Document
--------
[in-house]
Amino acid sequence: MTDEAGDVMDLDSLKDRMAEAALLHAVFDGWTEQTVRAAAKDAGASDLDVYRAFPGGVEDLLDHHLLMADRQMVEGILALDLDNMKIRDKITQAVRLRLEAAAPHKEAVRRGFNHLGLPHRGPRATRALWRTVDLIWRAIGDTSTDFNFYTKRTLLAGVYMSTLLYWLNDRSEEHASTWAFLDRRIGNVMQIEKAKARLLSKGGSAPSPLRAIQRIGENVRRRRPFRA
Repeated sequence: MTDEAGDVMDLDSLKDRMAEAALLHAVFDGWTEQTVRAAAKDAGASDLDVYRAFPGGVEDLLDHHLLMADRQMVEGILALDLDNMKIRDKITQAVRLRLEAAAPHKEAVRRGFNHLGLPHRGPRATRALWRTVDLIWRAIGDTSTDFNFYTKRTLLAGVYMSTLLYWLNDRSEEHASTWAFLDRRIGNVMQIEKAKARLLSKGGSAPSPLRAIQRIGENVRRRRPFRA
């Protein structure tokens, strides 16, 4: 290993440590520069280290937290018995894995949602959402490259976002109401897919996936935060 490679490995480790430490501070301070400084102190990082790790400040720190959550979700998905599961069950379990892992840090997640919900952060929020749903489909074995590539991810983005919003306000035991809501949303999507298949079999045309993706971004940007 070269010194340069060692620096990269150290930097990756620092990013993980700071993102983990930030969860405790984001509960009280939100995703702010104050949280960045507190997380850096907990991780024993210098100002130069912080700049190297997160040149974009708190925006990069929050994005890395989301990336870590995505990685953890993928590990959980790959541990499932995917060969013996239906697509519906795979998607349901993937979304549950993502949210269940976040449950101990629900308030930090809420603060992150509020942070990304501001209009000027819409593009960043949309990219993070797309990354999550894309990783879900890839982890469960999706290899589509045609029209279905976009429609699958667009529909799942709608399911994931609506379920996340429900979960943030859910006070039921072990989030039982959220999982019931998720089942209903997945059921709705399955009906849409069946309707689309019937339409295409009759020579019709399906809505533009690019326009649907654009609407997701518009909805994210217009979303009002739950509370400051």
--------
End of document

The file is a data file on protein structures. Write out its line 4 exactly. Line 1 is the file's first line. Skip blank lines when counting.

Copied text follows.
């Protein structure tokens, strides 16, 4: 290993440590520069280290937290018995894995949602959402490259976002109401897919996936935060 490679490995480790430490501070301070400084102190990082790790400040720190959550979700998905599961069950379990892992840090997640919900952060929020749903489909074995590539991810983005919003306000035991809501949303999507298949079999045309993706971004940007 070269010194340069060692620096990269150290930097990756620092990013993980700071993102983990930030969860405790984001509960009280939100995703702010104050949280960045507190997380850096907990991780024993210098100002130069912080700049190297997160040149974009708190925006990069929050994005890395989301990336870590995505990685953890993928590990959980790959541990499932995917060969013996239906697509519906795979998607349901993937979304549950993502949210269940976040449950101990629900308030930090809420603060992150509020942070990304501001209009000027819409593009960043949309990219993070797309990354999550894309990783879900890839982890469960999706290899589509045609029209279905976009429609699958667009529909799942709608399911994931609506379920996340429900979960943030859910006070039921072990989030039982959220999982019931998720089942209903997945059921709705399955009906849409069946309707689309019937339409295409009759020579019709399906809505533009690019326009649907654009609407997701518009909805994210217009979303009002739950509370400051």